These child protection programmes cover all countries where Iskcon has temples or schools. But, in a US court, where the legal system in India is seen as lacking speed or teeth, defending the Indian schools against allegations of abuse will be an uphill task.

It will be also argued in court that boarding schools set up by Iskcon in the US in the 1970s, when the abuses were allegedly widespread, have all been either closed or converted into day schools, leaving less scope for perversions.

Iskcon’s strategy appears to be to soften the blow from the court. It is not denying the charges, but only arguing that these are exaggerated.

Dasa said in a statement: “If the events alleged in this suit did occur, we regret that they did and we will make every effort to help address the needs of the young people named in the suit.”

Iskcon will claim in court that every Hare Krishna temple is independently incorporated and that the $400-million claim is, therefore, well beyond the assets of any of the Iskcon institutions.

The lawyer for the plaintiffs, Windle Turley’s firm won millions of dollars in damages three years ago against the Roman Catholic diocese of Dallas in a case which concluded that the church had not only ignored evidence against a priest who abused boys, but also tried to cover up.    


 
 
AIR-INDIA ON TATA RADAR SCREEN 
 
 
FROM SATISH JOHN
 
Mumbai, June 14: 
Ratan Tata, chairman of the Tata group of companies, is keenly watching the government’s plans to divest its equity in Air-India.

Tata, who scrapped his plans to float a private airline along with Singapore Airlines in disgust over the government’s dithering over an approval, told reporters here today: “We will be interested to see what the Cabinet committee on divestment has to offer.”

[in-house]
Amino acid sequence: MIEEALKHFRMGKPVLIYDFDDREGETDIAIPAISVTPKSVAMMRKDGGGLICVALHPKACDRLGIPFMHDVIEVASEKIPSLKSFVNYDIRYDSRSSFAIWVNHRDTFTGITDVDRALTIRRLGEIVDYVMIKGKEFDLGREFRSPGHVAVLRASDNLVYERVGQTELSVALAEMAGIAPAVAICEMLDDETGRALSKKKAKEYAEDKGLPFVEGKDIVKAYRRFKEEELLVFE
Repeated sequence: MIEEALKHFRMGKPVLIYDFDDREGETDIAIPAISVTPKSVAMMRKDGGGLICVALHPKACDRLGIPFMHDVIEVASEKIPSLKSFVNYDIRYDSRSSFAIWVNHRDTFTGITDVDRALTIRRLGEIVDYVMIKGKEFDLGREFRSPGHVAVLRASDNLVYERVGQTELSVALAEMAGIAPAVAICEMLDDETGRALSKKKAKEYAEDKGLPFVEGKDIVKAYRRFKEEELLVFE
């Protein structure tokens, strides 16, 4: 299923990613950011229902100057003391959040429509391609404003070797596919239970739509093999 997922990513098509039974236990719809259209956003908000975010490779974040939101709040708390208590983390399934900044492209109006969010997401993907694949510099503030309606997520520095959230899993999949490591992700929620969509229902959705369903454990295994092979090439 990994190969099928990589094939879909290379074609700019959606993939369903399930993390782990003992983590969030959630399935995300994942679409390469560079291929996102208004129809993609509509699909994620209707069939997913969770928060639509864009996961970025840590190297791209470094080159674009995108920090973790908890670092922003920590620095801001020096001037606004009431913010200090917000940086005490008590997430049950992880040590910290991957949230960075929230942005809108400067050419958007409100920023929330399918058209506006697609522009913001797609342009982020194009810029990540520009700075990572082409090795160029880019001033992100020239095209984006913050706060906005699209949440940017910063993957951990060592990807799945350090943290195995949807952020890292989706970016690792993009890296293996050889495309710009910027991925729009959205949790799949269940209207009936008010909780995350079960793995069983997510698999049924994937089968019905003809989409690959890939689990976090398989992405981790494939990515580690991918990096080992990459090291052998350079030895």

That echoes exactly what Singapore Airlines chairman Cheong Choong Kong said immediately after the government announced last month that it would be offloading a 60 per cent stake in the state-run airline which has accumulated losses of over Rs 1,000 crore.

Out of the 60 per cent, the government will offer 40 per cent to a strategic partner who will be allowed to take management control of Air-India and bring in a foreign airline with a 26 per cent stake.

The committee had decided that out of the 100 per cent equity in Air-India, a minimum 74 per cent at any given time will be in Indian hands.

It is not known whether the Singapore Airlines and the Tatas will bid jointly for the government stake in Air-India, which has an annual turnover of Rs 3,000 crore.